It's a flat out drag race for the Volvo Ocean Race
[Source: Volvo Ocean Race] Fast, warm reaching is on offer today for the five-boat Volvo Ocean Race fleet as it races on through the Pacific Ocean on leg five, the longest leg of the course at 12,300 nm.
Ken Read is delighted that PUMA is able to keep in touch with race leader Ericsson 4 (Torben Grael/USA), who is known to excel in fast reaching conditions. PUMA is only four miles behind Ericsson 4, making up four miles in the last 24-hours, and the pair is beginning to open up a substantial lead over the chasing three.
Ericsson 3 (Magnus Olsson/SWE) is a safe 142 nm astern of Ericsson 4. Although they have added 63 nm to their deficit since 1300 GMT yesterday, it is still good enough for third place. In spite of the loss of miles to the leader, the atmosphere onboard is one of high spirits, as the team presses the boat as hard as they can. The wind has been shifty and Gustav Morin MCM reports that it has been difficult to keep good speed and make the right choice of sails. “We have between 10 – 20 knots of wind and the angle has constantly been going back and forth from 30 to 55 degrees,” he said.
Chris Bedford, Ericsson Team meteorologist, talks about the current weather situation. Video copyright Ericsson Racing Team
The two new crewmembers onboard Ericsson 3, Norwegian Arve Roaas and Sweden’s Magnus Woxen are blending well with the old crew and are enjoying racing the latest generation of Volvo Open 70. They are beginning to feel more comfortable about housekeeping rules such as knowing where to put their boots and socks while sleeping, and how to fit into a sleeping bag and climb up into a bunk, which has only 20cm headroom.
For Ian Walker’s Green Dragon, it has been a tough 24-hours and the team has paid a high price for its northerly position. They are now 207 nm adrift of the leading pair losing a further 82 nm in the past 24-hours. “We didn’t mean to be quite so far north, but we had a long period of light and lifted winds two days ago, that ushered us north,” explained Ian Walker. He said that the crew was very philosophical about the miles lost and that his team’s game plan of sailing, what they believe is the right way irrespective of other boats, will not change.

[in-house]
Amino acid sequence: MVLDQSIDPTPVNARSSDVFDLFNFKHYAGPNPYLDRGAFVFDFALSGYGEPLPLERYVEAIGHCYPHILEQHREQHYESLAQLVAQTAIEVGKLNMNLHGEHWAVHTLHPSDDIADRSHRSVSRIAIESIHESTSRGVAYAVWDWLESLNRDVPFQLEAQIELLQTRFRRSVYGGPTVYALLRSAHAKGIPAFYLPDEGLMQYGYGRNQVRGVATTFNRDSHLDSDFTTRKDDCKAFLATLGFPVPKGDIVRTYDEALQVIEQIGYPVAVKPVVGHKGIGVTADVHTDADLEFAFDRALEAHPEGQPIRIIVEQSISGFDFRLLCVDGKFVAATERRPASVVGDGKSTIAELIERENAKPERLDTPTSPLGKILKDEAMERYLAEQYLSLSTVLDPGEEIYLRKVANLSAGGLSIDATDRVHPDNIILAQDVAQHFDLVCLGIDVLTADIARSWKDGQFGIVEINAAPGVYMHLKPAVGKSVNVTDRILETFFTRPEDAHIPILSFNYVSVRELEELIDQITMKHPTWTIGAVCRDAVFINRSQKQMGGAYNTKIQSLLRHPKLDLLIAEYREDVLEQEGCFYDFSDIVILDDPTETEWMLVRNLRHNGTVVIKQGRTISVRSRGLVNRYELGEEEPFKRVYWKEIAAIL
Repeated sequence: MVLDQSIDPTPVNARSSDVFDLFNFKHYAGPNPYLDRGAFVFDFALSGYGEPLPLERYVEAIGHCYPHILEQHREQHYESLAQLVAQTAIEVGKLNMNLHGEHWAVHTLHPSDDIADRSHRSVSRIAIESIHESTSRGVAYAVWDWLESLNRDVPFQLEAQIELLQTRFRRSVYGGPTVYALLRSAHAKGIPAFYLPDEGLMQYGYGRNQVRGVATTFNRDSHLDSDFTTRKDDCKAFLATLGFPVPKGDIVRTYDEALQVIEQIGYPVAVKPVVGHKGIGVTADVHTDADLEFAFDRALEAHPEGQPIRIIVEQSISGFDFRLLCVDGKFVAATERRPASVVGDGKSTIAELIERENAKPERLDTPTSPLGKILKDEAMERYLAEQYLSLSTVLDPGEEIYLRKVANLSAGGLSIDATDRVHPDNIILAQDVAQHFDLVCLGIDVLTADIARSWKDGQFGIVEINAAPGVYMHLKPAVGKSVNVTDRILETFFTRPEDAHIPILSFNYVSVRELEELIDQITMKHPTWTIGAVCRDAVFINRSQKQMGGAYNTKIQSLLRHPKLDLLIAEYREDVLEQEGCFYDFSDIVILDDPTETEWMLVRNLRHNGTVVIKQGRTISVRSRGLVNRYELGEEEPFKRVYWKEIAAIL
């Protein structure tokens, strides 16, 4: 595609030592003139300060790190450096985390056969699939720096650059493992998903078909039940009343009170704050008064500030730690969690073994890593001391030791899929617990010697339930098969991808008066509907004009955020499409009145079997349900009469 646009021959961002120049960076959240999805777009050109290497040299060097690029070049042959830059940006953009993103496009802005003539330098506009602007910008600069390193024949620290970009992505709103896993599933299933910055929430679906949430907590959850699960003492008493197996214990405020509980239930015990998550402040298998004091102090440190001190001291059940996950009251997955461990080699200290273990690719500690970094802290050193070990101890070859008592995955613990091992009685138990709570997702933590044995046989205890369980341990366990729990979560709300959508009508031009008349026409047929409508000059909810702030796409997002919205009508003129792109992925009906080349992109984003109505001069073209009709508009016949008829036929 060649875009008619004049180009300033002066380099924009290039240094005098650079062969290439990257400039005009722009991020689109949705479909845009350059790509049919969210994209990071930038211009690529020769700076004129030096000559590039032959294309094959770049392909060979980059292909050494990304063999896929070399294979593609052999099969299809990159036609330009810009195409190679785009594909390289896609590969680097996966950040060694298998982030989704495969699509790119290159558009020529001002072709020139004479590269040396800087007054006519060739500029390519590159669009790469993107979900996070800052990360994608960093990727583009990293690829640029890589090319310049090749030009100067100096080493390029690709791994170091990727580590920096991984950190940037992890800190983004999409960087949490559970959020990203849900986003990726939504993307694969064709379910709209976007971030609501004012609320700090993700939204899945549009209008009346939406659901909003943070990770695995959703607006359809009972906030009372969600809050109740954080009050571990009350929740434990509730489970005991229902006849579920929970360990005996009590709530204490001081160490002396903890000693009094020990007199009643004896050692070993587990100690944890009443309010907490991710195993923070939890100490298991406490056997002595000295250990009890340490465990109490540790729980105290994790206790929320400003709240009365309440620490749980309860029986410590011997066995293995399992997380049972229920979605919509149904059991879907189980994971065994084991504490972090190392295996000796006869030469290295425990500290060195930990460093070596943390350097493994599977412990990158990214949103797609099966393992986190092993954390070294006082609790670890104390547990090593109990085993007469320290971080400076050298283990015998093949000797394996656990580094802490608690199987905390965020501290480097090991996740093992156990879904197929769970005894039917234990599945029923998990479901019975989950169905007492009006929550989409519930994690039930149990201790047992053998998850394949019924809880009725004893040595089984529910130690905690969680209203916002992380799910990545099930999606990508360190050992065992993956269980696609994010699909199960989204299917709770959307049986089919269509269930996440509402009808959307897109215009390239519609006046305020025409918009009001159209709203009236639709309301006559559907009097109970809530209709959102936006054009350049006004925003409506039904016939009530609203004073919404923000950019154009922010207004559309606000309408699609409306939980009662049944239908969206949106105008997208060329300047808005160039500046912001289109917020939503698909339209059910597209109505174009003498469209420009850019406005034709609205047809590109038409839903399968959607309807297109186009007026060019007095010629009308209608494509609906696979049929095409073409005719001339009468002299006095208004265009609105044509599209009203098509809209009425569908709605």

Late starter, Telefónica Blue (Bouwe Bekking/NED) still has plenty of catching up to do. “We are slowly coming into better breeze, so we may be able to stop the bleeding soon, but we still aren’t seeing any major passing lanes,” explained navigator Tom Addis.
Although the last few days of sailing may not have offered an opportunity for tactical decisions, at least the miles are clicking down. The wind will steadily head the fleet, which will slowly curve down to the south to pick up the southeast trade winds. Onboard PUMA, the goal is to meet up with the trade winds far enough to the east to prevent the boat from being hard on the wind. They will also try to position themselves to the east of some light air near the doldrums.
As the temperatures rise, shoes are being swapped for boots, thermals for shorts; and sun cream and sunglasses are making their first appearance. Life onboard the racing yachts has settled down after the first bumpy 36-hours. Speeds hover between the 16 – 18 knot mark and the fastest 24-hour run belongs to PUMA at 442 nm, although Ericsson 4 has recorded a maximum boat speed of 26 knots.
Leg Five Day Five: 1300 GMT Volvo Ocean Race Positions
(boat name/country/skipper/nationality/distance to finish)
Ericsson 4 SWE (Torben Grael/BRA) DTF 10886 nm
PUMA Racing Team USA (Ken Read/USA) +4
Ericsson 3 SWE (Magnus Olsson/SWE) +142
Green Dragon IRL/CHN (Ian Walker/GBR) +207
Telefónica Blue ESP (Bouwe Bekking/NED) +284